Pasteurisation has been established as a key method of destroying pathogenic bacteria in the food and drink industry since is invention in the middle of the nineteenth century, although the origins of heating wine for preservation go back to China in the 1100s. However, as food and drink processing becomes more complex and food chains longer, the importance of pasteurisation has increased.
At the same time, the technology has also improved, with developments in the equipment used for both for High Temperature, Short Time (HTST) and Low Temperature, Long Time (LTLT) methods. While simple plate heat exchangers may still be suitable for the pasteurisation of simple fluids such as milk and fruit juices, more textured and viscous products, such as cooking sauces, creams and curds will require different solutions in order to maintain their quality and texture. Here we dispel seven popular myths about food pasteurisation
Myth 1: Pasteurisation is expensive
While the exact costs will vary with each installation, there is no doubt that there is a capital cost to pasteurisation. However, compared with the potential losses due to food spoilage, or worse, a food safety incident, these costs are insignificant. In the US, the costs of recalling food products have been shown to average $10 million, before accounting for brand damage. Closer to home, microbial contamination resulted in 59 product recalls in Australia between 2014 and 2016. Furthermore, Food Standards Australia New Zealand reports that Listeria monocytogenes, Salmonella and E. coli are the three micro-organisms most commonly associated with microbial food recalls in Australia, while those products most recalled are meat and dairy items.
Against these potential costs, the capital cost of a corrugated tube heat exchanger based pasteurisation system is a sound investment. Alongside the capital costs, the running costs of a pasteurisation unit need to be considered. Heat exchangers and pasteurisation units made by HRS Heat Exchangers are designed to reduce fouling and maintenance, while our wide range of heat recovery options mean that energy costs are kept to a minimum.
Myth 2: Pasteurisation is too complex
Pasteurisation itself is a relatively simple process. It requires that a material is held for a certain time at a certain temperature in order to kill micro-organisms. There is no doubt that pasteurisation adds an additional step into the overall manufacturing process, but if well-designed it should not slow down throughput or place additional management burdens on the plant. The use of continuous pasteurisation systems mean that the process is simple and the potential for product damage or change in quality is minimised.
Myth 3: Pasteurisation is only suitable for simple fluid materials
Pasteurisation can be used on a wide variety of liquid and semi-liquid materials. While simple Newtonian fluids will be the easiest to work with, and can often be effectively pasteurised with a simple plate heat exchanger, there are solutions for almost any material. HRS innovations, such as the use of corrugated tube and scraped surface heat exchangers, means the company can deal with anything from viscous fluids requiring gentle handling or with low rates of heat transfer, to complex mixtures, such as curd cheese, which could otherwise foul the heat exchanger, reducing thermal efficiency and requiring regular cleaning and maintenance.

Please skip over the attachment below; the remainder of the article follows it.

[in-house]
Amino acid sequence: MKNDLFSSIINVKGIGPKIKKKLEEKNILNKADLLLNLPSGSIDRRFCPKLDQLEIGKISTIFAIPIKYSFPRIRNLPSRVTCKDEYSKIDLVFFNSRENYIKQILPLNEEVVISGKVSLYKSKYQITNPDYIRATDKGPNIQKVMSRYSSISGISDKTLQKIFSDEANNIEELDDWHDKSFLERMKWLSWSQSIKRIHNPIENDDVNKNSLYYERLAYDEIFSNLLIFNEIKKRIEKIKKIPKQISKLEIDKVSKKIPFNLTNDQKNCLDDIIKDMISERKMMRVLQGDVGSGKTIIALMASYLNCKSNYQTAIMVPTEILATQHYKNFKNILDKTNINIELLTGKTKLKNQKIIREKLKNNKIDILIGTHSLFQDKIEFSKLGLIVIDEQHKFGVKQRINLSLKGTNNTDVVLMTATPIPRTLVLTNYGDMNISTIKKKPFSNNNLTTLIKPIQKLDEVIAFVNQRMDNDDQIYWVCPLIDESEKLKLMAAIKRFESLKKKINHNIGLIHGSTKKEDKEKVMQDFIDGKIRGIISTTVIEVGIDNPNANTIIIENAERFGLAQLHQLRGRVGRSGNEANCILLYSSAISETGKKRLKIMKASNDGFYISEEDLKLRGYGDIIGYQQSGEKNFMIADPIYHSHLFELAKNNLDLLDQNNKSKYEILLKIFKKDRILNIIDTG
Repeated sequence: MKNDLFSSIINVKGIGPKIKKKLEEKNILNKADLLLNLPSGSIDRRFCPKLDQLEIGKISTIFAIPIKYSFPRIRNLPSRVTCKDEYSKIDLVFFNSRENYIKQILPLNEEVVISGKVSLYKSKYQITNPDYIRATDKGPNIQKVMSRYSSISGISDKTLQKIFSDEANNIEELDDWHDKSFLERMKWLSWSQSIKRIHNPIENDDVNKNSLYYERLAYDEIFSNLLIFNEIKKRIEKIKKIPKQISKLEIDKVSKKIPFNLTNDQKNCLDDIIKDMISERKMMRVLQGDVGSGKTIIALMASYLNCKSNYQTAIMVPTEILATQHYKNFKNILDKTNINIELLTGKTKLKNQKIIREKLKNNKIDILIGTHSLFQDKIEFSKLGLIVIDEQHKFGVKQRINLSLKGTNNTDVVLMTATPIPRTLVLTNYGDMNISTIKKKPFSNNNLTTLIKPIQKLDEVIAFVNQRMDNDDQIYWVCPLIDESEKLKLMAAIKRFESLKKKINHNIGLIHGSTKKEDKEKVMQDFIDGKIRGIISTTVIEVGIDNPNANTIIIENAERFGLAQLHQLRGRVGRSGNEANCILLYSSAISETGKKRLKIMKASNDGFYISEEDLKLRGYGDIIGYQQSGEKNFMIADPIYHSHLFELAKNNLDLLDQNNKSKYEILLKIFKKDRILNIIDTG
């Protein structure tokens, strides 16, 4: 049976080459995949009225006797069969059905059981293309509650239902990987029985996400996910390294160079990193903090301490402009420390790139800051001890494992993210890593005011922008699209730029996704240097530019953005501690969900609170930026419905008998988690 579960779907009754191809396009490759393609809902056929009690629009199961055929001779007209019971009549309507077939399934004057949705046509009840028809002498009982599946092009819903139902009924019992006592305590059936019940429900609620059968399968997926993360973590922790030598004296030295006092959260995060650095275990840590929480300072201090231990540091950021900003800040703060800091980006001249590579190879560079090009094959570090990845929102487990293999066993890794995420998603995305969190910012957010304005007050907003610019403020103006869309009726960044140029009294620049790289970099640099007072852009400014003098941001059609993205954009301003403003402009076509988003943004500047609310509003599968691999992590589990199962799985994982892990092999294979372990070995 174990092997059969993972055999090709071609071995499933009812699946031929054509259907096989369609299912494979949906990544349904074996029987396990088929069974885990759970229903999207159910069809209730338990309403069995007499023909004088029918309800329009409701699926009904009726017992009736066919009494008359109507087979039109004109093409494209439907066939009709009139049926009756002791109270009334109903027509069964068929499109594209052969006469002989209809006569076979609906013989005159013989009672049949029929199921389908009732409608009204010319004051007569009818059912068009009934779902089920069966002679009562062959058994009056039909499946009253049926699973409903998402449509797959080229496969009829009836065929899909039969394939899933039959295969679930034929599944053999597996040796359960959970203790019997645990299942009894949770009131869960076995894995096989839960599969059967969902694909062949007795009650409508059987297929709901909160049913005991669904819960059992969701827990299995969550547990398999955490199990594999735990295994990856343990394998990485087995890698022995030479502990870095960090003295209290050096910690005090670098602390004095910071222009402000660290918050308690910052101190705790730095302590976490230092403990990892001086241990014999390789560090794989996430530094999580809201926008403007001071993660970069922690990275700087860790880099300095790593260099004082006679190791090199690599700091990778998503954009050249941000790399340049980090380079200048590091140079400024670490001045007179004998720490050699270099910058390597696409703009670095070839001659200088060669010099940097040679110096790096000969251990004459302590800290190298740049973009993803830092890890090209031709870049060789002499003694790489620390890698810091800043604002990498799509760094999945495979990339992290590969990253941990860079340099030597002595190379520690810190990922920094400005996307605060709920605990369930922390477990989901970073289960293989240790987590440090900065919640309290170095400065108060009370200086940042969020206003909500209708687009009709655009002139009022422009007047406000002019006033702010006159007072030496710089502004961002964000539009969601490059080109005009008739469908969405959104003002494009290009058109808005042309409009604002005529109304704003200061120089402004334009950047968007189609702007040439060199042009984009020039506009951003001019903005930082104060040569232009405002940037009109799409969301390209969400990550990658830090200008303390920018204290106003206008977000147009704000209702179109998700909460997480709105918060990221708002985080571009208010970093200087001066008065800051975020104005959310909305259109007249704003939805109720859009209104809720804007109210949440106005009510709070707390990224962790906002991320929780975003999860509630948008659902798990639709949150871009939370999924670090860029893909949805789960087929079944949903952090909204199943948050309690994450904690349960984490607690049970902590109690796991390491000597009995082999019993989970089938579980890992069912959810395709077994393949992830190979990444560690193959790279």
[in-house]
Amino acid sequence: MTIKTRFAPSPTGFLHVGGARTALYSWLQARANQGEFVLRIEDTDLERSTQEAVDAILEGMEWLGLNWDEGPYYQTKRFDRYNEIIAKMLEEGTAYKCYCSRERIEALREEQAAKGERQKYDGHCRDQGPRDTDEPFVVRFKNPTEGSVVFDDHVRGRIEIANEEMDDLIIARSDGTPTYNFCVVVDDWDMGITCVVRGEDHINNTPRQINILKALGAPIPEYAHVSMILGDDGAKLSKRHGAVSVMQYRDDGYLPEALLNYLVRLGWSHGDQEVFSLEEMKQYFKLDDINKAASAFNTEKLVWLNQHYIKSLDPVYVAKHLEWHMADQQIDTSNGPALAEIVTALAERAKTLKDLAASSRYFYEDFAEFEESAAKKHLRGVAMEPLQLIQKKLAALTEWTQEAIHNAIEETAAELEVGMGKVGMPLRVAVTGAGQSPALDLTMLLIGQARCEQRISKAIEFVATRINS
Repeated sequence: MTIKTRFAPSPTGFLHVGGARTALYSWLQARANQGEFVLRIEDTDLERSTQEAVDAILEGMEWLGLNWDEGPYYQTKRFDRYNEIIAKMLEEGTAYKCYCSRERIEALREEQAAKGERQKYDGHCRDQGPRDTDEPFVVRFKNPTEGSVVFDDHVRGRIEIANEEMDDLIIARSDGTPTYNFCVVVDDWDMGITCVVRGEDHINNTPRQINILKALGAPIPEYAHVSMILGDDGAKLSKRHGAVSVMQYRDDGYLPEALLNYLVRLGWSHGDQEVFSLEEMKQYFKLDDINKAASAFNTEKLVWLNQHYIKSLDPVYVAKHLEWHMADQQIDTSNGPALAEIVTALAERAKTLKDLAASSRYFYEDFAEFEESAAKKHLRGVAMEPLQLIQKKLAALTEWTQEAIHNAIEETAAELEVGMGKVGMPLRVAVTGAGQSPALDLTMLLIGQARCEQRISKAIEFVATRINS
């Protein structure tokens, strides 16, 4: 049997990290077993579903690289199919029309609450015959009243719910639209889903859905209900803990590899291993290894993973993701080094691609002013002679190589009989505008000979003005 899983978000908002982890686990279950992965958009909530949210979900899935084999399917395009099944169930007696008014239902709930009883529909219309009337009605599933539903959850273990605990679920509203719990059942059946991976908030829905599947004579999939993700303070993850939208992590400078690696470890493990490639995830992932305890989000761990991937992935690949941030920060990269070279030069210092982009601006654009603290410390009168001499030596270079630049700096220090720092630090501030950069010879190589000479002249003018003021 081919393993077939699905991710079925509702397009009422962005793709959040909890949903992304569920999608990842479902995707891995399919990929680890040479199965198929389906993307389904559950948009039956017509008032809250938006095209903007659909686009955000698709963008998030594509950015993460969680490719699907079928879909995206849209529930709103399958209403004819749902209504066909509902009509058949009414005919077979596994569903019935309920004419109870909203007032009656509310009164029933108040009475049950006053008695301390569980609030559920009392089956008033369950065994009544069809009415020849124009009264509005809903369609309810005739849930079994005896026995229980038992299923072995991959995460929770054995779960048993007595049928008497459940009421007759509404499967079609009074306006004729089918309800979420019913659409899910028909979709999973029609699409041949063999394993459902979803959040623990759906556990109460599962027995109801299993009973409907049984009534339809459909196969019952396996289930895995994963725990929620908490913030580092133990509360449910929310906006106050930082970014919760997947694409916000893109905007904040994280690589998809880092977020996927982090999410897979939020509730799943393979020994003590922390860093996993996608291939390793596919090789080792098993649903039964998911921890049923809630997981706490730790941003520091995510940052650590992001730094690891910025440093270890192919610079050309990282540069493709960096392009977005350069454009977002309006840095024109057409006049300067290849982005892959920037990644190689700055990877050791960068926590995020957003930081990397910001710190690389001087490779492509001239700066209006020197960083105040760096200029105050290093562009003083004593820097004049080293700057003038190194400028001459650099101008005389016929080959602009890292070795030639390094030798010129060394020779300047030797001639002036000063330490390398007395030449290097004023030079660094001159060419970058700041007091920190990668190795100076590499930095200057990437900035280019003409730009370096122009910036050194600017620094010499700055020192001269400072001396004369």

Myth 4: Pasteurisation requires a lot of energy
The amount of energy used in food pasteurisation is highly variable depending on the process used, the nature of the material being treated and the heat exchanger used. The bulk of any energy requirement is used to raise the temperature of the foodstuff.
Traditional pasteurisation units simply dump this heat afterwards, meaning they are incredibly wasteful and inefficient. Where possible, HRS heat exchangers recapture the heat and use it again, making them up to 70 per cent more efficient than some traditional systems.
Myth 5: Pasteurisation equipment is high maintenance
The use of corrugated tubes, together with integrated cleaning-in-process (CIP), minimises the amount of fouling and therefore the amount of cleaning necessary to maintain the efficiency of HRS pasteurisation systems. The careful design of static tubes also helps keep down production (and therefore purchase) costs.
Myth 6: You cannot pasteurise viscous fluids
Subjecting viscous and non-Newtonian fluids, such as cooking sauces, to shear stress during the manufacturing process can damage the quality and texture of the material, which may preclude the use of certain designs of heat exchanger for pasteurisation. However, by choosing a system such as the HRS Unicus scraped surface heat exchanger, which prevents fouling while maintaining relatively low pressure, such unwanted effects can be overcome.
Myth 7: Pasteurisation is the same as sterilisation
Unlike sterilisation, pasteurisation does not completely eliminate micro-organisms which may be present in the foodstuff. Pasteurisation reduces the microbial load by a significant factor (for example by 5-logs), which in normal circumstances reduces contaminating pathogens to a level at which they do not pose a hazard. Pasteurisation need not be overly onerous or detrimental to the quality of the product. Certainly, with the correct choice of equipment, pasteurisation does not need to have a negative effect on plant throughput or efficiency and a well-designed system incorporating heat regeneration and corrugated tubes should enhance the overall facility, helping to add flexibility to your business.